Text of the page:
Washington Supreme Court declines to redraw political maps, accepts bipartisan redistricting framework4 min read
The Washington State Supreme Court ended the uncertainty over redistricting Friday by accepting the framework of the bipartisan redistricting commission, which took the vote on the new legislative maps just after the statutory deadline had passed.
A televised joke might have telegraphed the court’s decision.
As it was becoming clear that Washington state’s bipartisan redistricting commission would have a hard time making its statutory deadline, state Supreme Court Chief Justice Steven Gonzalez quipped on TVW that voters wouldn’t want him with Crayons drawing redistricting maps.
The decision also showed a state Supreme Court that was, on this issue, reluctant to enter the partisan fray.
The commission is bipartisan by design, with two Republican and two Democratic commissioners and a nonpartisan chair. The Washington Observer reported that one of those Democratic commissioners did not act in good faith.
“Commissioner Brady Walkinshaw, acting on behalf of Senate leadership, repeatedly gummed up the end-game negotiations with last-minute demands and gambits,” the story stated. “That led to a vote on a tentative plan just before midnight on Nov. 15. Crucially, the vote to submit the plan to the Legislature happened a few minutes later, early on Nov. 16, past the deadline in state law.”
The Washington Observer also explained how the Supreme Court could redraw the maps to help Democratic candidates.
At the congressional level, for instance, “A relatively small amount of scrambling could make the 8th [congressional district] completely safe for Democrats and the 3rd much harder for [Republican Congresswoman Jaime] Herrera Beutler to hold,” the political newsletter reported. “That could push Democrats’ margins from a shaky 7-3 to a solid 8-2.”
Critics pointed out that five of the nine justices had been appointed by Democratic Gov. Jay Inslee, which would have opened their attempts to redraw the political map up to charges of Supreme Court politicking.
April Sims, the one Democratic redistricting commissioner who has not faced accusations of obstruction, insisted in a press conference that “these maps are legitimate, and that any statements to suggest otherwise are a calculated attempt to undermine our democratic process.”
“Planting seeds of doubt about our maps deteriorates trust in our democratic institutions and the norms that we as a country hold so dear, and we must vigilantly guard against this,” she warned.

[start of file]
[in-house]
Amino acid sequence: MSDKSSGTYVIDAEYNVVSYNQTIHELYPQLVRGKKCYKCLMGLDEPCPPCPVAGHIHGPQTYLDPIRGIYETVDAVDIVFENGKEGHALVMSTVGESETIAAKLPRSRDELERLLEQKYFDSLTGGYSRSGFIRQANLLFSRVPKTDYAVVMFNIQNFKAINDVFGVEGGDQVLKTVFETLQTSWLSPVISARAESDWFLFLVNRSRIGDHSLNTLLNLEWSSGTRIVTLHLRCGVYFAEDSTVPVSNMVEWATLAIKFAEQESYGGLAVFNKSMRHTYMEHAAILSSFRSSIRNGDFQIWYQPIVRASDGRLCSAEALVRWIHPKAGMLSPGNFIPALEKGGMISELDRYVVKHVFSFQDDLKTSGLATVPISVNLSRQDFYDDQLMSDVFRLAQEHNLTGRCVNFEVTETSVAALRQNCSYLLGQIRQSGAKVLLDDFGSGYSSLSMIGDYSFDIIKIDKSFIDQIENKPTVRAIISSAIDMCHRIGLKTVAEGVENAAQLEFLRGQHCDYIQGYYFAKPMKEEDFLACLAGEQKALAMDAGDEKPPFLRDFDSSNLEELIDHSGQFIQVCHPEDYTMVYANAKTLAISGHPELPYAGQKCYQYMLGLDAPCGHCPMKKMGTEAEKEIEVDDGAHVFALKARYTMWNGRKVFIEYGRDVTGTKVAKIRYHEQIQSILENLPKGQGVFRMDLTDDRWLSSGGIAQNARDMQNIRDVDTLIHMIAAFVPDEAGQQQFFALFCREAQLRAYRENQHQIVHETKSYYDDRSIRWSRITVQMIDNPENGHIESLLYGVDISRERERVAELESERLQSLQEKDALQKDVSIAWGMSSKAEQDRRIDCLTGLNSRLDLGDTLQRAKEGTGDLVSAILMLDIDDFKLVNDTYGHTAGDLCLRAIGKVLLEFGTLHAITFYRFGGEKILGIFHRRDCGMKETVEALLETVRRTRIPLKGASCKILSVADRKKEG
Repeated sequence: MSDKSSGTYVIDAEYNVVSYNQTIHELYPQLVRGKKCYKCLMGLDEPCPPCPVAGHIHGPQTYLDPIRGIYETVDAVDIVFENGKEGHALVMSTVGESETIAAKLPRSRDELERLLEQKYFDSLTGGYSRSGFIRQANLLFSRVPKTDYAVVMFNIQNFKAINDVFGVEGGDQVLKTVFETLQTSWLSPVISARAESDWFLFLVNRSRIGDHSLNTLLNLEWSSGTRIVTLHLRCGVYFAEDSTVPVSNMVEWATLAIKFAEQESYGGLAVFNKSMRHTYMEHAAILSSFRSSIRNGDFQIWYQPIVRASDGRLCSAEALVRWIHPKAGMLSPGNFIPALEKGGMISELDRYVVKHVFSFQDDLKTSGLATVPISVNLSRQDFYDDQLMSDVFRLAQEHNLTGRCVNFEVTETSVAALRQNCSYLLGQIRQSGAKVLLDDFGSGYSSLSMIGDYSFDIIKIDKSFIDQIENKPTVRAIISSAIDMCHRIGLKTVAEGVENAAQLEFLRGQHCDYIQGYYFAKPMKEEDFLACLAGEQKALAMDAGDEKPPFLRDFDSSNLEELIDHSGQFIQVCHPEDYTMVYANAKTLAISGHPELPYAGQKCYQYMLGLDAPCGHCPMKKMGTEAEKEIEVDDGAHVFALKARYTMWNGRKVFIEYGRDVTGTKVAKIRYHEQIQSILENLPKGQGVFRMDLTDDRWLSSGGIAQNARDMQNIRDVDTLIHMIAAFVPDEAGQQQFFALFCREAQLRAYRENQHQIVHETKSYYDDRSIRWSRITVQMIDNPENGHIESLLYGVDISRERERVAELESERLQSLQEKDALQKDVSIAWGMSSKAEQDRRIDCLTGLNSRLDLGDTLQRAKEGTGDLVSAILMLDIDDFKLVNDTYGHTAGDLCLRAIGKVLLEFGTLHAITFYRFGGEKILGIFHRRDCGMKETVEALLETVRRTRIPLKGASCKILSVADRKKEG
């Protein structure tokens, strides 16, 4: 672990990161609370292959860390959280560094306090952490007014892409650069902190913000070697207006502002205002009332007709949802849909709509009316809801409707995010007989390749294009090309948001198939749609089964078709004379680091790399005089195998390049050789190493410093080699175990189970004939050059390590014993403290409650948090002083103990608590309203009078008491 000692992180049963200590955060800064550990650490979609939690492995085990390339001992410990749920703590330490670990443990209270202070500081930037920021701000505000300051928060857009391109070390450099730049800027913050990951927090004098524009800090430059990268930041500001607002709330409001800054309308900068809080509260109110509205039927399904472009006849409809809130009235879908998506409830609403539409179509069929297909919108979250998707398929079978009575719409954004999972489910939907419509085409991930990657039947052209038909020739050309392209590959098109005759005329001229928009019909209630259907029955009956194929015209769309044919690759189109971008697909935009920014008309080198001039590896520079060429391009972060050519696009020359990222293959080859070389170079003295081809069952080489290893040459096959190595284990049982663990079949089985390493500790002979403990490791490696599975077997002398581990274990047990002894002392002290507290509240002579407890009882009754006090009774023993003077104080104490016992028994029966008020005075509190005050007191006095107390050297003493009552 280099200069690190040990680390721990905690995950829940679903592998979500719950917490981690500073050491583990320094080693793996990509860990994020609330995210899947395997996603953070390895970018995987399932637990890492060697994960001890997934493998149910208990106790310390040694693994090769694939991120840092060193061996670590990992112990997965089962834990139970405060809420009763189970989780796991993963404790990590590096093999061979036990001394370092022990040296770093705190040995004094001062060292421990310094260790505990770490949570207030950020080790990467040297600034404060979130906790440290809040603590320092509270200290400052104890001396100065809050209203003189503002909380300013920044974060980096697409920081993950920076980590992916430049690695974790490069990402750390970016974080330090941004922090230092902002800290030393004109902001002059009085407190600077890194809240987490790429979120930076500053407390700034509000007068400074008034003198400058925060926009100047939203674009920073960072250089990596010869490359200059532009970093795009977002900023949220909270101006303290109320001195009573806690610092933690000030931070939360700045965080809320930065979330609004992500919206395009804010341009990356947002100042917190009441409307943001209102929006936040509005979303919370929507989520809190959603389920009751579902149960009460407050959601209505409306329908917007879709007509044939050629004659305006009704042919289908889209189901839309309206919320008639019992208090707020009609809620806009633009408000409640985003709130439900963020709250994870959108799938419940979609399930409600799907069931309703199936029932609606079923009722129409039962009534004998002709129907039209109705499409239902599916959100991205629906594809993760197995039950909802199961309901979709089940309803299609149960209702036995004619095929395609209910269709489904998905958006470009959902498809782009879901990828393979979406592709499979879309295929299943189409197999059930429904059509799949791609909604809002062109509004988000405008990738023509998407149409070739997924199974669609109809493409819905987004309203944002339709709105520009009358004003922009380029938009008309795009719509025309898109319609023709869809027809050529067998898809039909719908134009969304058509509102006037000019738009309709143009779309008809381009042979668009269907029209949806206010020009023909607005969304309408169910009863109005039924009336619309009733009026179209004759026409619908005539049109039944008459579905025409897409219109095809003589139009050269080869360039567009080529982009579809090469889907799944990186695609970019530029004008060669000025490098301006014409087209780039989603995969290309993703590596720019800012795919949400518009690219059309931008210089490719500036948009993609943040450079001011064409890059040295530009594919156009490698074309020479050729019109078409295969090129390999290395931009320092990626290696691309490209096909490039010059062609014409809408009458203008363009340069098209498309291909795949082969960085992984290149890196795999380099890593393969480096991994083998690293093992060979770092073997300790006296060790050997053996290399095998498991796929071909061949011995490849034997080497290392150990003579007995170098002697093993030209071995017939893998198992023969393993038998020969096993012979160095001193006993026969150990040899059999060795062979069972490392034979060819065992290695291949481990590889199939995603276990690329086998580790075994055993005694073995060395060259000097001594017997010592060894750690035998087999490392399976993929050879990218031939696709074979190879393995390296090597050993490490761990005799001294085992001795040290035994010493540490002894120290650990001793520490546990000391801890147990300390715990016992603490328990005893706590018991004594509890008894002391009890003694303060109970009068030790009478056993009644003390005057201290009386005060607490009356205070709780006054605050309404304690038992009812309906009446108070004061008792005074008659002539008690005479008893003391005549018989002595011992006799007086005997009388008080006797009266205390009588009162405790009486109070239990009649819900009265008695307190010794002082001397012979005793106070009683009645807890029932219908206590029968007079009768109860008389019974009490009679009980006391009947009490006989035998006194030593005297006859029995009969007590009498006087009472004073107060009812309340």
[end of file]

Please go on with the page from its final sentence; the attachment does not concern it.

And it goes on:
Northwest Progressive Institute (NPI) Executive Director Andrew Villeneuve was disappointed by the high court’s decision.
“NPI is disappointed by the Washington State Supreme Court’s Dec. 3 order sanctioning the work product of the 2021 Redistricting Commission,” he said in a press release. “It was clear to anyone who watched the Commission’s chaotic, disorganized meeting on Nov. 15 that it did not finish its work by the deadline. Commissioners took a vote on maps that no one had seen, not even themselves, and then promptly congratulated themselves on having done a great job before concluding the following morning that they hadn’t finished on time.”
He went on to say, “A framework is not a set of maps. An informal agreement is not a set of maps. There was no opportunity for public comment or review before votes were taken on November 15th to adopt the cartographic equivalent of vaporware. The Supreme Court had an opportunity here to rectify this wrong, and make a good ten year decision for our state, and sadly, it has declined to do so. The justices may soon be asked to get involved again anyway in the event legal challenges are filed to these maps.”
Villeneuve urged the Washington State Legislature to take action next year.
“It is now even more imperative that the Legislature act on redistricting reform in the 2022 session,” he said. “The utter disregard we saw for Washington’s public meeting laws simply cannot happen again. In the coming session, NPI will be asking legislators to adopt new state statutes to explicitly require the Redistricting Commission to present legislative and congressional maps for public review and comment at least seven days before voting on adoption.”
Caleb Heimlich, chair of the Washington State Republican Party, was satisfied with the new maps.
“We are relieved that the Supreme Court accepted the compromise maps and the redistricting process is complete and we can focus on winning in 2022 and beyond,” he said in an email to The Center Square. “A big thank you to Republican Commissioners [Paul] Graves and [Joe] Fain for working hard to ensure we had competitive districts. Under these approved maps, we have a path to the majority in the State Legislature and the opportunity to flip congressional seats.”
This article was originally posted on Washington Supreme Court declines to redraw political maps, accepts bipartisan redistricting framework